The problem addressed
In socio-technical work systems, safety can be considered an emergent property, due to non-linear and symbiotic interactions among technical and human aspects of work. A new perspective on socio-technical safety (referred to as Safety-II) pushes the need to assess and gather meaningful knowledge about normal work, and its effect on safety and productivity. This perspective promotes the development of organizational tools to support capturing, understanding, and exploring the inherent complexity of everyday work activities.
This project aims to develop an ontology-based framework for gathering and making interpretive sense of organizational performance, relying on the use of the Functional Resonance Analysis Method (FRAM). In particular, the ontology-based framework will support a formal representation to guide knowledge collection for FRAM analyses, which will overcome traditional top-down theoretical assessment relying on constructivism-oriented artificial varieties of work, i.e. work-as-imagined (WAI), towards a bottom-up approach focused on normal operations, i.e. work-as-done (WAD). The project will rely on an innovative gamified approach for knowledge gathering in order to isolate functional areas of concern, and the need for associated safety performance metrics: the Human-Centred Safety Crowd-Sensitive Indicators, the H(CS)2I. These latter will support sharp-end workers to critically assess their own work activity, helping middle managers and top managers to interpret weak signals (both positive and negative) about system performance to support organisational decision-making at different organizational levels. Validating the indicators’ framework in the process industry domain, the proposed methodological outcome will be then adaptable for different enterprise domains, in line with Directive 2014/95/EU about non-financial reporting, supporting new national procedures and benchmarking.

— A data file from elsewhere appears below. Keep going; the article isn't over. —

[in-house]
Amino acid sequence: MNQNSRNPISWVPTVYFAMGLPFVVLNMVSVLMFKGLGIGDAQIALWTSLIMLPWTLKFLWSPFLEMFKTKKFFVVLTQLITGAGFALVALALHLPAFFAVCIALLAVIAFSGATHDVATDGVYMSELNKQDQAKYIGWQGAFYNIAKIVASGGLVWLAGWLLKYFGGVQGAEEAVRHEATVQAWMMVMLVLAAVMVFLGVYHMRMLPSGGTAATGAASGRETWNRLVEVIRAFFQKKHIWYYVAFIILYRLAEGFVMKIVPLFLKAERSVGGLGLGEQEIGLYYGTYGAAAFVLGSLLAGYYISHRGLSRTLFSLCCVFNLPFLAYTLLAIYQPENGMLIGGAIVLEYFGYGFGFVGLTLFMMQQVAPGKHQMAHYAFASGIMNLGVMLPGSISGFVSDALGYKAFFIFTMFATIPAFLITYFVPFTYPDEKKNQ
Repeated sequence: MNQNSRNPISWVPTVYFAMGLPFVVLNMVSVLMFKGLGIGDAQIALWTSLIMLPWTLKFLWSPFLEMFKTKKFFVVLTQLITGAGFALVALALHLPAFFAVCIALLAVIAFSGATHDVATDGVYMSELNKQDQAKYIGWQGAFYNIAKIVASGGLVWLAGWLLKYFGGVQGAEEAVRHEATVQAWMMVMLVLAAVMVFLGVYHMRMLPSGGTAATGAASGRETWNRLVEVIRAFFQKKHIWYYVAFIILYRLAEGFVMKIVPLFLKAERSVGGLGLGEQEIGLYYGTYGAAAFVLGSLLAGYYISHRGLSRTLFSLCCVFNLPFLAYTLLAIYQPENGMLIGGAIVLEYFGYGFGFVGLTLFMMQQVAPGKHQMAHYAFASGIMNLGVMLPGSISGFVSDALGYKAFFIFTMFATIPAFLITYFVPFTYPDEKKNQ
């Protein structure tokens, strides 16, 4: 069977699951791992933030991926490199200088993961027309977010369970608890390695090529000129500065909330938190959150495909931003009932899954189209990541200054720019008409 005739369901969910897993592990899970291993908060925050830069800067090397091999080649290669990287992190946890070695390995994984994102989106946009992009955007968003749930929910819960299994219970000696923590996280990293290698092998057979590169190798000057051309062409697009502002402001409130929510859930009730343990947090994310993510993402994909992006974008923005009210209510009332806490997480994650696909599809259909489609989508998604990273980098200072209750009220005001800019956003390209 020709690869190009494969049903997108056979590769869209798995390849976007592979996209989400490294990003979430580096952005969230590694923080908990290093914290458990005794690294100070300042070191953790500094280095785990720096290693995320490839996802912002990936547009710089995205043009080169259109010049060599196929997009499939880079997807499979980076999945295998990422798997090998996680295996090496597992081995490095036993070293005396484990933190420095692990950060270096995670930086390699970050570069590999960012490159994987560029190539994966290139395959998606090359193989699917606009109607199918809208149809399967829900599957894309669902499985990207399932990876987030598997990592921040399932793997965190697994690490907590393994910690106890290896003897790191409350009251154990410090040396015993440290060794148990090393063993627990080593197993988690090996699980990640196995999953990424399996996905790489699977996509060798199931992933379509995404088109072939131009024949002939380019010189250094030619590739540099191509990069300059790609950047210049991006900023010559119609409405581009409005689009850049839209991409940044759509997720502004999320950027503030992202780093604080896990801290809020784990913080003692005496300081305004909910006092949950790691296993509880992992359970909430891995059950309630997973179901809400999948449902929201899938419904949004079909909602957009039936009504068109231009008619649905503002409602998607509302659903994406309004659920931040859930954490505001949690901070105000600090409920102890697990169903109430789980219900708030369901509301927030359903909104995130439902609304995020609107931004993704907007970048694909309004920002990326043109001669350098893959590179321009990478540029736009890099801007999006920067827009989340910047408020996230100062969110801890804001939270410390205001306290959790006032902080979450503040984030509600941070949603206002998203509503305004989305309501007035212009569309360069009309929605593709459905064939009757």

The overall aim of the project is to develop a framework grounded on considering safety as an emergent property, and specifically focussed on front-line workers. The research questions are as follows:
How can the concepts of Safety-II support the definition of relevant indicators that allow the measurement of safety performance?
How should a framework for identifying safety indicators be developed to address the functional properties of work based on data gathered directly from sharp-end operators?
How can this new framework for the development of safety indicators address existing concerns of bias, variation and concerns around benchmarking?
How can the use of new methodological and technological means in the development and implementation of safety indicators provide for better transparency and communication of safety performance to internal and external organisational stakeholders?
What are the organisational outcomes evident from the implementation of the framework which demonstrate improved management of safety performance indicators?
The project will thus provide a framework for defining holistic safety indicators, through the use of FRAM modelling, an ontology, gamification, and will test its validity in the process industry.
The disseminated framework to define the H(CS)2I indicators will be beneficial to stakeholders at different organizational levels and with regulators through provision of a methodological and decision-support tool for proactive indicators. The framework supports:
organisational knowledge of real work practices in line with Safety II;
director/top-management understanding of business process functionality implications on OHS over traditional measurement views of risk management and compliance;
a basis for business process re-engineering to improve prevention proactively for middle management;
safety engagement, risk awareness and commitment through front-line workers participation;
new regulator benchmarking capability across enterprise sectors due to the case study method and participant feedback sought.
The H(CS)2I project will last 18 months and will consist of five tasks.
Task 1: Project Management (Task Leader: ENEA)
Task 2: Developing Knowledge of Industrial Production Processes – Work as Imagined WAI (Task Leader: Middlesex University London)
Task 3: Gamified Collection of Work-As-Done (WAD) knowledge (Task Leader: ENEA)
Task 4: FRAM analysis: Definition of H(CS)2I indicators (Task Leader: Sapienza University of Rome)
Task 5: Framework validation and dissemination (Task Leader: Middlesex University London)
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